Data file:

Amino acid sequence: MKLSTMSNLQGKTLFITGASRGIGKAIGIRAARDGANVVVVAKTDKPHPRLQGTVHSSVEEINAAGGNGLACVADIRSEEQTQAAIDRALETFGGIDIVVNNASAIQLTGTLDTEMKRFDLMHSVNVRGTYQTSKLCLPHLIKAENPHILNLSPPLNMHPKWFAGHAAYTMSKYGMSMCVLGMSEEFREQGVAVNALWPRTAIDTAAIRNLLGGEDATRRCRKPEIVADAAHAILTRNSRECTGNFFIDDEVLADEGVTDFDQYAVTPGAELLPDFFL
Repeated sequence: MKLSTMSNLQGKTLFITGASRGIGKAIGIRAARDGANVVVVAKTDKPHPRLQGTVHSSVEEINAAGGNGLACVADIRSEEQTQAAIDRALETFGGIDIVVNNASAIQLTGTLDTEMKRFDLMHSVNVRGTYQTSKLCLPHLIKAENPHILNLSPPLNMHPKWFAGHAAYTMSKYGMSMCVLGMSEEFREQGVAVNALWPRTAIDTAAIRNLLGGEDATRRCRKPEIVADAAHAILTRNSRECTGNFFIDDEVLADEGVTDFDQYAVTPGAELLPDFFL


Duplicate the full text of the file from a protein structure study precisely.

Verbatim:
Amino acid sequence: MKLSTMSNLQGKTLFITGASRGIGKAIGIRAARDGANVVVVAKTDKPHPRLQGTVHSSVEEINAAGGNGLACVADIRSEEQTQAAIDRALETFGGIDIVVNNASAIQLTGTLDTEMKRFDLMHSVNVRGTYQTSKLCLPHLIKAENPHILNLSPPLNMHPKWFAGHAAYTMSKYGMSMCVLGMSEEFREQGVAVNALWPRTAIDTAAIRNLLGGEDATRRCRKPEIVADAAHAILTRNSRECTGNFFIDDEVLADEGVTDFDQYAVTPGAELLPDFFL
Repeated sequence: MKLSTMSNLQGKTLFITGASRGIGKAIGIRAARDGANVVVVAKTDKPHPRLQGTVHSSVEEINAAGGNGLACVADIRSEEQTQAAIDRALETFGGIDIVVNNASAIQLTGTLDTEMKRFDLMHSVNVRGTYQTSKLCLPHLIKAENPHILNLSPPLNMHPKWFAGHAAYTMSKYGMSMCVLGMSEEFREQGVAVNALWPRTAIDTAAIRNLLGGEDATRRCRKPEIVADAAHAILTRNSRECTGNFFIDDEVLADEGVTDFDQYAVTPGAELLPDFFL